In some Christian circles, wealth is a sign of God's blessings in your life. That's something I've been trying to disentangle from my mind because I don't want to find my intrinsic worth, or God's approval ratings, through the number in my bank account. On the other hand, I'm richer this year and sometimes it feels good to think about how my decisions, hard work, and education have paid off. Yet, it's not all me. There was help from friends who have referred me to jobs over the years, classmates who helped me study, family who gave emergency loans when I was starting out and a lot of luck (thought I might attribute it more to God putting me in the right place at the right time or opening a door). I'm also considering how to reinvest in my community and in the world. There's not only a social responsibility factor here, but also a very spiritual factor as well. Being faithful with what you are given is the moral of the parable of the ten talents. I believe that being faithful involves a generous spirit and discerning mind to see investing less as a monetary return on investment and more as a investment in people to have a ripple effect (in Christian lingo you might call it kingdom investing).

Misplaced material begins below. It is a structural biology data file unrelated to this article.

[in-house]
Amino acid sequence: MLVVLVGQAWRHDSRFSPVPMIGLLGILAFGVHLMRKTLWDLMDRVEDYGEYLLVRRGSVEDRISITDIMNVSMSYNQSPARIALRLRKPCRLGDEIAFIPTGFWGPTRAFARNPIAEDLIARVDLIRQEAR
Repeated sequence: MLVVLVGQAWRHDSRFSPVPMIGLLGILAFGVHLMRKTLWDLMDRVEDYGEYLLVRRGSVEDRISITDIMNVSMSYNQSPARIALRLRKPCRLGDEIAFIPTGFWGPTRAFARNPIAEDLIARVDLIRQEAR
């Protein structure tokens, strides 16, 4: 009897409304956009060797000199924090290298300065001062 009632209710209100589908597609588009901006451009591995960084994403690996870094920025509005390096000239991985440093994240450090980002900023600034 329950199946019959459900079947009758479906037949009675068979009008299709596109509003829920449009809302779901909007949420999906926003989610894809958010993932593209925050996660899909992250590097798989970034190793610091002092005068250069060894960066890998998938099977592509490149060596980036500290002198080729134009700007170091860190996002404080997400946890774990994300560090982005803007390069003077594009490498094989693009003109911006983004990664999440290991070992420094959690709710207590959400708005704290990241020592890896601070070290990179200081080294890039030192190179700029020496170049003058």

This prompt really made me think through some of the underlying motives because my first reaction was, "I'm richer, but I don't want to say that because it seems like the douche bag thing to say." I also have complicated feelings about being poor in spirit (as evidenced by my previous prompt response about loss), because my second response was, "I'm richer materially but poorer in spirit, so let's call it a wash." This post may have turned into a disclaimer of sorts - "I'm richer, but I'm a conscientious giver! Love me even though I have a lot of money!" But I hope that it effectively explained the attitude I want to cultivate towards wealth - that it's not really mine to have, but mine to use for good.